Ben Mazer's talk was quite different, as Thomas Graves has already pointed out.  His lecture was a species of what they used to call "poet's prose" - creative, evocative, impressionistic.  As if in light mockery of Archambeau's and Burt's enumerations and categories, Mazer proposes "eight points" which seem to dissolve into cloudy ether at the end.  Yet he issues a categorical challenge - a sort of high-Romantic toss-down of the gauntlet - to any reductive intellectualizing or sociological bracketing of the poet's exalted mission and role.   For Mazer, poetry is both spiritual vocation and craft tradition.   If you don't know and absorb the incarnate, embodied, and unitary tradition of Poetry - a mode of encompassment and renewal which only a bona fide poetic Genius can accomplish - then you have missed the essence, the quiddity, the soul of poetry - and all your pedantic critical intellectualizing about it is pettiness and vanity, is bound for the dustbin.

It is kind of refreshing and incredible to listen to Ben Mazer's resonant poet's voice proclaim such unseasonable articles of faith.  In an age of the populism of creativity - everybody is a star - such quasi-elitist views are going to meet with much scorn.  Yet there is a certain logic to Mazer's position, too.  Poetry is the in-breaking of the ecstatic and supernatural.  It is the voice of the Muse - of an inspiration which cannot be rationalized or paraphrased.  On these grounds the vatic Druid, the sage-mage-shaman, lurks just beneath the surface of the poet's incantatory charism.  There is something definitely archaic and slightly liminal about Ben Mazer's way.  Here it peeks up from beneath the shelves of ye olde Cambridge bookshoppe, like a corpse-flower, or a skunk cabbage, a lily-of-the-valley, or some other shy New England sign of spring.

My own two cents on "What's Next" - which I tried, unsuccessfully & pretty inarticulately, to formulate as a question to the panel that night - is as follows.   I think it's too soon to write off poetry as a marginal hobby or irrelevant throwback.  And I think it's a mistake to solder the Balkanization of contemporary poetic trends onto the Babel-like diversity of contemporary American culture.  This is ultimately based, I think, on a very American, yet also very parochial, attitude toward history.  America's wonderful rainbow-like infinitude of ethnic & cultural & psycho-social identifications is folded within what I believe is a more global and, and yes, universal human history.  The mother of the Muses was Mnemosyne - Memory.  The poet's vocation is to gather up the common threads of our history - what binds us to past generations - and to make sense of them.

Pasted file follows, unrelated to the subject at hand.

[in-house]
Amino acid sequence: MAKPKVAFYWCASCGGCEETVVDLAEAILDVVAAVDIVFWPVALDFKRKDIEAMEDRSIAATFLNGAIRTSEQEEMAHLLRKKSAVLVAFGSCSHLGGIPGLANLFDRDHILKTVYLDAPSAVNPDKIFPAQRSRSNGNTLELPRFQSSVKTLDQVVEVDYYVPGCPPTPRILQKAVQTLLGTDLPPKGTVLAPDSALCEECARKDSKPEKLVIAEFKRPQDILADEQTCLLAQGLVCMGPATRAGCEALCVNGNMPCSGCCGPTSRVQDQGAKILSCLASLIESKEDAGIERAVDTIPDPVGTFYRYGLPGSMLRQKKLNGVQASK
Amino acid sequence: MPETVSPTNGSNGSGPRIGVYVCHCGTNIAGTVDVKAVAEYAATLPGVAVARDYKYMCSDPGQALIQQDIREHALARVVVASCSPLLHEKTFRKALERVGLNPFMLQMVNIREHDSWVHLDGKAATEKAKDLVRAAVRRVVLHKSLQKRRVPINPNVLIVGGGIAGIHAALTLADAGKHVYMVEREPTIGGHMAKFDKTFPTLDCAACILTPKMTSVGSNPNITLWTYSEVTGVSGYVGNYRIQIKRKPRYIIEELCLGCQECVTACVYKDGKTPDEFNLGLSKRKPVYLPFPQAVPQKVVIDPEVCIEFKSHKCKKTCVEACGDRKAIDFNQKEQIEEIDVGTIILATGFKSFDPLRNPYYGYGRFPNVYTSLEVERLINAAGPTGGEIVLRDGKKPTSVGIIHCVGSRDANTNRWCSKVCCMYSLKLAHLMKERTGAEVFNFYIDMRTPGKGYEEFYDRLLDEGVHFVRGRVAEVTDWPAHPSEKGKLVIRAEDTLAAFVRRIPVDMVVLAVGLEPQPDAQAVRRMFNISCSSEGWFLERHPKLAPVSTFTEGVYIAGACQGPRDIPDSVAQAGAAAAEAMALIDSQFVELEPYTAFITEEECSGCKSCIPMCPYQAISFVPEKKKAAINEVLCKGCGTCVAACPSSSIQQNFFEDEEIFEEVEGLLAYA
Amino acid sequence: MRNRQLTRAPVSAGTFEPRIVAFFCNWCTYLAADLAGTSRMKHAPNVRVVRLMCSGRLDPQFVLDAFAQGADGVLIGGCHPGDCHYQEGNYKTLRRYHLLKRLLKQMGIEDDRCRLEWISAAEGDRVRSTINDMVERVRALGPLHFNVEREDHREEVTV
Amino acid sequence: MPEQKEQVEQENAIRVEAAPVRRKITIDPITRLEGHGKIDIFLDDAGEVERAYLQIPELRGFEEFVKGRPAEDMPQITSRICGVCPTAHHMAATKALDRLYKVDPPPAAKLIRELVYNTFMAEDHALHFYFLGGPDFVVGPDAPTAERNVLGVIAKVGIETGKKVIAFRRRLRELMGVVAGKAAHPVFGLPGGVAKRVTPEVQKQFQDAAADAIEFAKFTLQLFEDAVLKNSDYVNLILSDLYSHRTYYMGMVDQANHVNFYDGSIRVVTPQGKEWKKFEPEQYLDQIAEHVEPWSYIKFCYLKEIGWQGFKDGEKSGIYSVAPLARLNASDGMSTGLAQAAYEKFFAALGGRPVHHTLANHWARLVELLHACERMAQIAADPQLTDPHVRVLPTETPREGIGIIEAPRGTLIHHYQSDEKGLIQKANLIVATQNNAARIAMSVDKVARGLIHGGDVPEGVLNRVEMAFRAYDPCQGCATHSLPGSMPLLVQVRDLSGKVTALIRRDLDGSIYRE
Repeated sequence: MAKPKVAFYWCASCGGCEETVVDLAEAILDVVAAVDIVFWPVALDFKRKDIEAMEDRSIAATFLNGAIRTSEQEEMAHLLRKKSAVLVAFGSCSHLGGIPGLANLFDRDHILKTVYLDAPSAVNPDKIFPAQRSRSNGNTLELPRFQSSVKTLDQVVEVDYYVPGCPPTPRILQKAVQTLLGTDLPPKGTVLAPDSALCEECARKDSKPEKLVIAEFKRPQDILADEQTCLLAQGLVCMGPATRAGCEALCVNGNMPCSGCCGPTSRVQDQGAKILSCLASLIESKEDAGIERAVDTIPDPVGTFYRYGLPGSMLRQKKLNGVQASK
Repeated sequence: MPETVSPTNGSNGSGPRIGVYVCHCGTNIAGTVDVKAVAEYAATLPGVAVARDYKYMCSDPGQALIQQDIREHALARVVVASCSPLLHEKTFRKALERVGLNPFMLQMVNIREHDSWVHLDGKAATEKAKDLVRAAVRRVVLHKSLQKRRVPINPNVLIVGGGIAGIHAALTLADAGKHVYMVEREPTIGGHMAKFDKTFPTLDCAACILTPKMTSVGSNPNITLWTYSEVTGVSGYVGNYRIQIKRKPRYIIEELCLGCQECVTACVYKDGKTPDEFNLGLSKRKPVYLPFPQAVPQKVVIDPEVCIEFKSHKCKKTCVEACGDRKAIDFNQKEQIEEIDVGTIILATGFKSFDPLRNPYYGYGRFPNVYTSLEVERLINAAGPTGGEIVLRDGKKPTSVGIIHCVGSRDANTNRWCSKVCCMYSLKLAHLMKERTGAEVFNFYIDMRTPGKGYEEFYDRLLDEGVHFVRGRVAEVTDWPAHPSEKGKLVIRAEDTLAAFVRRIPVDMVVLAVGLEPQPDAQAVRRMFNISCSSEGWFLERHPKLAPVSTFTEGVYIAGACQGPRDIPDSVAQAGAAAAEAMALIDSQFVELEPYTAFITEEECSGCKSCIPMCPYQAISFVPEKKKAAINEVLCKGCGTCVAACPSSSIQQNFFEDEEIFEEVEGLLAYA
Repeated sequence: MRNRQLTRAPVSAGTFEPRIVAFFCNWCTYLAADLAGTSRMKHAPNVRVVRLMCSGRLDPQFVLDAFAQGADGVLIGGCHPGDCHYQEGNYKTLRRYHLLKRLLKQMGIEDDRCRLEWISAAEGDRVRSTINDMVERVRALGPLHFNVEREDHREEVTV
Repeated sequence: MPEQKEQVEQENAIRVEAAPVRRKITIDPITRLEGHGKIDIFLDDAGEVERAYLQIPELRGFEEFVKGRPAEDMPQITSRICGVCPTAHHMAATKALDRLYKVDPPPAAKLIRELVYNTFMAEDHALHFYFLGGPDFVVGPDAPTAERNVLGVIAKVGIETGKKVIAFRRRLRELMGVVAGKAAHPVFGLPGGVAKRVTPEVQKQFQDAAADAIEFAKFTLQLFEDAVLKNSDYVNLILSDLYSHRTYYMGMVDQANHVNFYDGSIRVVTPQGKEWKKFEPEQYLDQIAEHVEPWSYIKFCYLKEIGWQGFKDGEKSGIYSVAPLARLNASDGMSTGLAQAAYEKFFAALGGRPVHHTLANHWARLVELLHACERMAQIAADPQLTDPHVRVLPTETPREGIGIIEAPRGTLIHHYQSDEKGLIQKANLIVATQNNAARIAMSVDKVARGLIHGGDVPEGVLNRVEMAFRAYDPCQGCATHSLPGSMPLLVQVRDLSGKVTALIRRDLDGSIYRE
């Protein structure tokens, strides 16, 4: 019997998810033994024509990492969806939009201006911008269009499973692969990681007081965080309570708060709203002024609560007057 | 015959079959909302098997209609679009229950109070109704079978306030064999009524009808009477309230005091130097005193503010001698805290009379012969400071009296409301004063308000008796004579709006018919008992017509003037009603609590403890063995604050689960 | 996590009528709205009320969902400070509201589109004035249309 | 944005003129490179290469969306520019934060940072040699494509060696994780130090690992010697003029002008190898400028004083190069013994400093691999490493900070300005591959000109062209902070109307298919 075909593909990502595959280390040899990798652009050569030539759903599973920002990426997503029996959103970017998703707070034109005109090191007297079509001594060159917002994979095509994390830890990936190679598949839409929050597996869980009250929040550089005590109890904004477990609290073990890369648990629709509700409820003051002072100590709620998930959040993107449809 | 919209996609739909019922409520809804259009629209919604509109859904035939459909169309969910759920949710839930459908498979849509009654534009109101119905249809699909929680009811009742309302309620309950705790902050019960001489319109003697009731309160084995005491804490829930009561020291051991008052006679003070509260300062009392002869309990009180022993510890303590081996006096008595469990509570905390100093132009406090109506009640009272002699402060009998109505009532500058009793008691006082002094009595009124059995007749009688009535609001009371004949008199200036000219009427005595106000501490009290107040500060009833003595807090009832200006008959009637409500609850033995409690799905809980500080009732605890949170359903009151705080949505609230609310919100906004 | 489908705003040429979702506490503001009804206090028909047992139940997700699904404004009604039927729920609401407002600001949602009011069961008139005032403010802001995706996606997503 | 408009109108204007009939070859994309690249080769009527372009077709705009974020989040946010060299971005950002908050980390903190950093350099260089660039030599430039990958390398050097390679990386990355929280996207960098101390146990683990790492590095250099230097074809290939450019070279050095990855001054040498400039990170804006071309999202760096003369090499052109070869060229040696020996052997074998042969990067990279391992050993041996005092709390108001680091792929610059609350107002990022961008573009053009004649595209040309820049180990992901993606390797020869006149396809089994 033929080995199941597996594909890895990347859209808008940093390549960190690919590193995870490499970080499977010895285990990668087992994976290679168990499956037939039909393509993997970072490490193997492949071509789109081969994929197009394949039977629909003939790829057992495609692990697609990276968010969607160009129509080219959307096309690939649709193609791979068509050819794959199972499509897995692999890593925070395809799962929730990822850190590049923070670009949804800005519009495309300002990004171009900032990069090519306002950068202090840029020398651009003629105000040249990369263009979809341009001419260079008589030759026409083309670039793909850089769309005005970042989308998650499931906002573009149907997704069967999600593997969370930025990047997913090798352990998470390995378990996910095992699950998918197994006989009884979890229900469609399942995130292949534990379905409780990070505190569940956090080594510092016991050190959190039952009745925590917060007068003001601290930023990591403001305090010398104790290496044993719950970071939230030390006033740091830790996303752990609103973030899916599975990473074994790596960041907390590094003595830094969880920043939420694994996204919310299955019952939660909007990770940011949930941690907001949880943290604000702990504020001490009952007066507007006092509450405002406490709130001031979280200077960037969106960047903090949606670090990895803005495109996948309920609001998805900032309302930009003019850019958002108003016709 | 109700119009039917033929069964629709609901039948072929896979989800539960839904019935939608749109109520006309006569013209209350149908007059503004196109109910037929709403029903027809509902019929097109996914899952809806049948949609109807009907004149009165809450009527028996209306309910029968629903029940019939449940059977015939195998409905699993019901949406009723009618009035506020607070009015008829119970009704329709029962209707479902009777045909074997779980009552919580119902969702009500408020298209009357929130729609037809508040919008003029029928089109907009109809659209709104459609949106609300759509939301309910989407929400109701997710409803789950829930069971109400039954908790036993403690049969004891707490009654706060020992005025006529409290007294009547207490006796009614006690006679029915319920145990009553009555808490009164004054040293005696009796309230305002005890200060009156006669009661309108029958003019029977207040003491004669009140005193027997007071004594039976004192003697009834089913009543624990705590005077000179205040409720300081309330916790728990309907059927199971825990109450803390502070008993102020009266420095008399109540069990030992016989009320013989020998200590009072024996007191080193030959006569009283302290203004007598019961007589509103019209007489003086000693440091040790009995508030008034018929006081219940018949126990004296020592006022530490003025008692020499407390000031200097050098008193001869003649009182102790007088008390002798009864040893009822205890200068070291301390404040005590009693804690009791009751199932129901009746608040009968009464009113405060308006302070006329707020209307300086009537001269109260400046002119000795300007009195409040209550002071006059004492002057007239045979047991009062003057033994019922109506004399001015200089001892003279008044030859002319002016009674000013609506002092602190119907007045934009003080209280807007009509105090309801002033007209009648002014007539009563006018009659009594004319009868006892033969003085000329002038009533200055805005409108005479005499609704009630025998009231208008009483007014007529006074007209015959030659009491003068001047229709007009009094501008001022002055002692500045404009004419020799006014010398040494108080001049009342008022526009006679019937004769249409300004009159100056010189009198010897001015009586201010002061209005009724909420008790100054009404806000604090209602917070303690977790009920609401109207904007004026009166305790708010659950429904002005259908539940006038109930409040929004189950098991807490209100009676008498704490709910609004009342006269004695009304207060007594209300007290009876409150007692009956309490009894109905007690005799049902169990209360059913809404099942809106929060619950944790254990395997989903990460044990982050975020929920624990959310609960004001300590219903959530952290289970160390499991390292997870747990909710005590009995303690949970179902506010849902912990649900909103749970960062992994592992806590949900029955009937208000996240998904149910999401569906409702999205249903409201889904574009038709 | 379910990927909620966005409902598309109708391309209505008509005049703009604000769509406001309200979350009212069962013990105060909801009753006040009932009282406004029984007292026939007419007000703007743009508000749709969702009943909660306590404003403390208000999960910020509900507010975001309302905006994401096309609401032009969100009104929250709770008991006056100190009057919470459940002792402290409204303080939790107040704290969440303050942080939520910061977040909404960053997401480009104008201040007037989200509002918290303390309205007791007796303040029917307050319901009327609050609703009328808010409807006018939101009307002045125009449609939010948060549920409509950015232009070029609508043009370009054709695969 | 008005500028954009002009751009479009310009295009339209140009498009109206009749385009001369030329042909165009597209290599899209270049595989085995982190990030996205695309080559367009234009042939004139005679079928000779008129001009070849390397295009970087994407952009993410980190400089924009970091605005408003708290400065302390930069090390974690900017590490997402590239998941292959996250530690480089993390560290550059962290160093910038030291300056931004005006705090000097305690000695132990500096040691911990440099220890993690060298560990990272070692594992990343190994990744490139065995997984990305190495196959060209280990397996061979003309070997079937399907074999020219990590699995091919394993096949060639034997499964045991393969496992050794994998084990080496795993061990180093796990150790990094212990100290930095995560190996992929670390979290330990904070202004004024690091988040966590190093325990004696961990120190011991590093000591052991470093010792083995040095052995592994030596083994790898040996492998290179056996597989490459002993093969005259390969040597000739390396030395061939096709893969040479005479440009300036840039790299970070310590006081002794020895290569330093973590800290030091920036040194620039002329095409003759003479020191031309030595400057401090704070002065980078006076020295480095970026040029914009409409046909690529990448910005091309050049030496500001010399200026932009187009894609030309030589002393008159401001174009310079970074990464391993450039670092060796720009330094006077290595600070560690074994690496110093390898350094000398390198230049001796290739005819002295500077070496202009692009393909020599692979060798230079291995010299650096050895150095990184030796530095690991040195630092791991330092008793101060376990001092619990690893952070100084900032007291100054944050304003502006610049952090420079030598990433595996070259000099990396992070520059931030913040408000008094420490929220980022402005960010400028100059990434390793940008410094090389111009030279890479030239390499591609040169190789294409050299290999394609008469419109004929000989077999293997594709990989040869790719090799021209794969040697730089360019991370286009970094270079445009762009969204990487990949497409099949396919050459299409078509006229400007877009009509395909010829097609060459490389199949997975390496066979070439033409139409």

We live in a polarized nation : the Right is possessed by a nostalgia for the certitudes of the past, combined with a fundamentalist/Puritan suspicion of the arts; the Left is suffused with an idealism and a passion for social justice as a set of abstract principles - which often unites with a petty scorn and hatred for its political "other" which exactly contradicts the very ideals so cherished.  Such is today's red/blue and very stale purple stalemate.

I think the poet is the dissatisfied one.  She cannot abide the brackets & distinctions of the minor trends in style : she sees them as more of a problem than an opportunity.  The great poetry of the past inherited the narrow trends & techniques : and transmuted them by an uncanny, irreducible process of alchemical synthesis (we call this "making poetry").

What's next?   I look toward a future for poetry without so many qualifying adjectives.  I look to a poetry which is passionately drawn to what we hold in common, as well as to that which is irradicably unique, personal, & unrepeatable.

1 comment:

Surazeus Astarius said...

Amen, especially: " The poet's vocation is to gather up the common threads of our history - what binds us to past generations - and to make sense of them."